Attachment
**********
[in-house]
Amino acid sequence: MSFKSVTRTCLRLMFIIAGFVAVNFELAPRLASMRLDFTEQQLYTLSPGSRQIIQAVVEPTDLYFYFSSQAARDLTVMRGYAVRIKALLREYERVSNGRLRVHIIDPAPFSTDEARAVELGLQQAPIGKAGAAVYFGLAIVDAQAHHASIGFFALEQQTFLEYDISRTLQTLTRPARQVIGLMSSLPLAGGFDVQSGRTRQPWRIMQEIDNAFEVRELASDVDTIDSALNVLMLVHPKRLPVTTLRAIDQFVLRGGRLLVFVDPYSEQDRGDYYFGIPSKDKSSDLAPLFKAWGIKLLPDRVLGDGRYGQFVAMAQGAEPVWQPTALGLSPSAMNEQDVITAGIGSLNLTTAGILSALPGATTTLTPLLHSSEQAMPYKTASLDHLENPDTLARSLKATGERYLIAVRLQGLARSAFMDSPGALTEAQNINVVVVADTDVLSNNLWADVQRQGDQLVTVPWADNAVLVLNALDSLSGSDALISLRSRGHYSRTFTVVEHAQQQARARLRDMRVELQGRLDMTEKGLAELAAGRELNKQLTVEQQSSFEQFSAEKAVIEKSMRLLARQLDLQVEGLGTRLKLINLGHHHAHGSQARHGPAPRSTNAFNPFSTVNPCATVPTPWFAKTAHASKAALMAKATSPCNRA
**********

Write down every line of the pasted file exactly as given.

[in-house]
Amino acid sequence: MSFKSVTRTCLRLMFIIAGFVAVNFELAPRLASMRLDFTEQQLYTLSPGSRQIIQAVVEPTDLYFYFSSQAARDLTVMRGYAVRIKALLREYERVSNGRLRVHIIDPAPFSTDEARAVELGLQQAPIGKAGAAVYFGLAIVDAQAHHASIGFFALEQQTFLEYDISRTLQTLTRPARQVIGLMSSLPLAGGFDVQSGRTRQPWRIMQEIDNAFEVRELASDVDTIDSALNVLMLVHPKRLPVTTLRAIDQFVLRGGRLLVFVDPYSEQDRGDYYFGIPSKDKSSDLAPLFKAWGIKLLPDRVLGDGRYGQFVAMAQGAEPVWQPTALGLSPSAMNEQDVITAGIGSLNLTTAGILSALPGATTTLTPLLHSSEQAMPYKTASLDHLENPDTLARSLKATGERYLIAVRLQGLARSAFMDSPGALTEAQNINVVVVADTDVLSNNLWADVQRQGDQLVTVPWADNAVLVLNALDSLSGSDALISLRSRGHYSRTFTVVEHAQQQARARLRDMRVELQGRLDMTEKGLAELAAGRELNKQLTVEQQSSFEQFSAEKAVIEKSMRLLARQLDLQVEGLGTRLKLINLGHHHAHGSQARHGPAPRSTNAFNPFSTVNPCATVPTPWFAKTAHASKAALMAKATSPCNRA